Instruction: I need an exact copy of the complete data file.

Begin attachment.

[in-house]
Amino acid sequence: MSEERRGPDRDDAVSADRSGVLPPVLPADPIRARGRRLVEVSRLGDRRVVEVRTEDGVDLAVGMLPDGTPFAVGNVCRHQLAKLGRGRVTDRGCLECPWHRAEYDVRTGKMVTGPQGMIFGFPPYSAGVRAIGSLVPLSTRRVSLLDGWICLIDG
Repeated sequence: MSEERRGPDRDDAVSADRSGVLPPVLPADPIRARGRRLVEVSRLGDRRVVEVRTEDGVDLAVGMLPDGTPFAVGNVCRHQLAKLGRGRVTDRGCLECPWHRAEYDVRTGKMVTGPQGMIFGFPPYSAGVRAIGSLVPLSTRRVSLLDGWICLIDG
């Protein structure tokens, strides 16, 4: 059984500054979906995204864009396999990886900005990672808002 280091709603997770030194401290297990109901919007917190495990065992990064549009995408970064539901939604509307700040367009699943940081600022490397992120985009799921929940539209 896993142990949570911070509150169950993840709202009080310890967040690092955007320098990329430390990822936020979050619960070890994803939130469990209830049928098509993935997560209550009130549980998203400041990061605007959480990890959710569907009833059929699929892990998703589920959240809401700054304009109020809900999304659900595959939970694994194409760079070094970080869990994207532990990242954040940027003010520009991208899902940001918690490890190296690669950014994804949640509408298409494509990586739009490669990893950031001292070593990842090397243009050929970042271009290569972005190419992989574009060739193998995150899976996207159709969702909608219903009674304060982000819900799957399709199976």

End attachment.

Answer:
[in-house]
Amino acid sequence: MSEERRGPDRDDAVSADRSGVLPPVLPADPIRARGRRLVEVSRLGDRRVVEVRTEDGVDLAVGMLPDGTPFAVGNVCRHQLAKLGRGRVTDRGCLECPWHRAEYDVRTGKMVTGPQGMIFGFPPYSAGVRAIGSLVPLSTRRVSLLDGWICLIDG
Repeated sequence: MSEERRGPDRDDAVSADRSGVLPPVLPADPIRARGRRLVEVSRLGDRRVVEVRTEDGVDLAVGMLPDGTPFAVGNVCRHQLAKLGRGRVTDRGCLECPWHRAEYDVRTGKMVTGPQGMIFGFPPYSAGVRAIGSLVPLSTRRVSLLDGWICLIDG
């Protein structure tokens, strides 16, 4: 059984500054979906995204864009396999990886900005990672808002 280091709603997770030194401290297990109901919007917190495990065992990064549009995408970064539901939604509307700040367009699943940081600022490397992120985009799921929940539209 896993142990949570911070509150169950993840709202009080310890967040690092955007320098990329430390990822936020979050619960070890994803939130469990209830049928098509993935997560209550009130549980998203400041990061605007959480990890959710569907009833059929699929892990998703589920959240809401700054304009109020809900999304659900595959939970694994194409760079070094970080869990994207532990990242954040940027003010520009991208899902940001918690490890190296690669950014994804949640509408298409494509990586739009490669990893950031001292070593990842090397243009050929970042271009290569972005190419992989574009060739193998995150899976996207159709969702909608219903009674304060982000819900799957399709199976």